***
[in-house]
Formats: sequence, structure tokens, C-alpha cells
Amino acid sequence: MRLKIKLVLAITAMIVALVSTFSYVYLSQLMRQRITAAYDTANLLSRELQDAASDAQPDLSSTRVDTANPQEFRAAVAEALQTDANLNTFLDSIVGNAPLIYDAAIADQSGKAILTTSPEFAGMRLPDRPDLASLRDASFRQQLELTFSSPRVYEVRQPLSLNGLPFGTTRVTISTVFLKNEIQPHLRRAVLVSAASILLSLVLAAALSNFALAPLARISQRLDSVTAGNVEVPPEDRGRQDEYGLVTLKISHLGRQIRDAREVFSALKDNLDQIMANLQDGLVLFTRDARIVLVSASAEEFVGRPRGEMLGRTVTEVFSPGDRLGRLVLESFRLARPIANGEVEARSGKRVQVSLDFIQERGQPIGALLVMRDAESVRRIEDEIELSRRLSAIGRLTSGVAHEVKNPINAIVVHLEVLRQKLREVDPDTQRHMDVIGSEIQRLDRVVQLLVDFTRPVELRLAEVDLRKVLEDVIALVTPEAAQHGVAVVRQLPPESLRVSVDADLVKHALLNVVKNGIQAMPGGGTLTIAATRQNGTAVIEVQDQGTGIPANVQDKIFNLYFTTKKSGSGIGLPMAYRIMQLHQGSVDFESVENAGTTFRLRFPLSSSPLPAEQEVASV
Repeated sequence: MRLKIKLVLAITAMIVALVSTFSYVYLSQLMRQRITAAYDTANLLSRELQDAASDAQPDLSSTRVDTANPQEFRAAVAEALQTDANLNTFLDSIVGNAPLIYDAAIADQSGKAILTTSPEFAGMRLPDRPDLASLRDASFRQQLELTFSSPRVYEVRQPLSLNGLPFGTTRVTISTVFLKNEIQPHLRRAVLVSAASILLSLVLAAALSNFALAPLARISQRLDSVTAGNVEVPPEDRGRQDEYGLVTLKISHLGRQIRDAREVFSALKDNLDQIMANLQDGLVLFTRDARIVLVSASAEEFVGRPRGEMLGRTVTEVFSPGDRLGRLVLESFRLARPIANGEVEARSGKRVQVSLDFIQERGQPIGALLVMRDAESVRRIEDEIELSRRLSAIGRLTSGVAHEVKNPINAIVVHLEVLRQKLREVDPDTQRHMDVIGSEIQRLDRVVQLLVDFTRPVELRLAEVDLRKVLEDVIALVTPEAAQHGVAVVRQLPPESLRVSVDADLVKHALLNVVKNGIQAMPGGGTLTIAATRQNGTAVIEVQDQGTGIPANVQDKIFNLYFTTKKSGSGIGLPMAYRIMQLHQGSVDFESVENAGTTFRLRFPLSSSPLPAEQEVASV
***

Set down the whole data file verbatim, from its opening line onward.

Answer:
[in-house]
Formats: sequence, structure tokens, C-alpha cells
Amino acid sequence: MRLKIKLVLAITAMIVALVSTFSYVYLSQLMRQRITAAYDTANLLSRELQDAASDAQPDLSSTRVDTANPQEFRAAVAEALQTDANLNTFLDSIVGNAPLIYDAAIADQSGKAILTTSPEFAGMRLPDRPDLASLRDASFRQQLELTFSSPRVYEVRQPLSLNGLPFGTTRVTISTVFLKNEIQPHLRRAVLVSAASILLSLVLAAALSNFALAPLARISQRLDSVTAGNVEVPPEDRGRQDEYGLVTLKISHLGRQIRDAREVFSALKDNLDQIMANLQDGLVLFTRDARIVLVSASAEEFVGRPRGEMLGRTVTEVFSPGDRLGRLVLESFRLARPIANGEVEARSGKRVQVSLDFIQERGQPIGALLVMRDAESVRRIEDEIELSRRLSAIGRLTSGVAHEVKNPINAIVVHLEVLRQKLREVDPDTQRHMDVIGSEIQRLDRVVQLLVDFTRPVELRLAEVDLRKVLEDVIALVTPEAAQHGVAVVRQLPPESLRVSVDADLVKHALLNVVKNGIQAMPGGGTLTIAATRQNGTAVIEVQDQGTGIPANVQDKIFNLYFTTKKSGSGIGLPMAYRIMQLHQGSVDFESVENAGTTFRLRFPLSSSPLPAEQEVASV
Repeated sequence: MRLKIKLVLAITAMIVALVSTFSYVYLSQLMRQRITAAYDTANLLSRELQDAASDAQPDLSSTRVDTANPQEFRAAVAEALQTDANLNTFLDSIVGNAPLIYDAAIADQSGKAILTTSPEFAGMRLPDRPDLASLRDASFRQQLELTFSSPRVYEVRQPLSLNGLPFGTTRVTISTVFLKNEIQPHLRRAVLVSAASILLSLVLAAALSNFALAPLARISQRLDSVTAGNVEVPPEDRGRQDEYGLVTLKISHLGRQIRDAREVFSALKDNLDQIMANLQDGLVLFTRDARIVLVSASAEEFVGRPRGEMLGRTVTEVFSPGDRLGRLVLESFRLARPIANGEVEARSGKRVQVSLDFIQERGQPIGALLVMRDAESVRRIEDEIELSRRLSAIGRLTSGVAHEVKNPINAIVVHLEVLRQKLREVDPDTQRHMDVIGSEIQRLDRVVQLLVDFTRPVELRLAEVDLRKVLEDVIALVTPEAAQHGVAVVRQLPPESLRVSVDADLVKHALLNVVKNGIQAMPGGGTLTIAATRQNGTAVIEVQDQGTGIPANVQDKIFNLYFTTKKSGSGIGLPMAYRIMQLHQGSVDFESVENAGTTFRLRFPLSSSPLPAEQEVASV